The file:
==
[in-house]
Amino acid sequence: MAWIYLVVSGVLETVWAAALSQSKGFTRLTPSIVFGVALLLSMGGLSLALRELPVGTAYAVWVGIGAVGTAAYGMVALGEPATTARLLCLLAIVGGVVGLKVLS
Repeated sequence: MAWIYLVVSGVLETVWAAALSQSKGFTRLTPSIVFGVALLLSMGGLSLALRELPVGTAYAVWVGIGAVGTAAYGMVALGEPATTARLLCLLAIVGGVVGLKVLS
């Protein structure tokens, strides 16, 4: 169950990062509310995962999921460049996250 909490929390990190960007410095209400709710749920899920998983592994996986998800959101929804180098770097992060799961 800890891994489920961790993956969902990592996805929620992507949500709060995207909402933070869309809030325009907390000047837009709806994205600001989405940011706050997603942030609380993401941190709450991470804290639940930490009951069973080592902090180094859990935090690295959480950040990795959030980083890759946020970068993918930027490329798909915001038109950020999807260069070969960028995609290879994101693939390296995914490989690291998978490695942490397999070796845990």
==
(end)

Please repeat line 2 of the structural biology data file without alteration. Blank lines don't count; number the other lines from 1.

Amino acid sequence: MAWIYLVVSGVLETVWAAALSQSKGFTRLTPSIVFGVALLLSMGGLSLALRELPVGTAYAVWVGIGAVGTAAYGMVALGEPATTARLLCLLAIVGGVVGLKVLS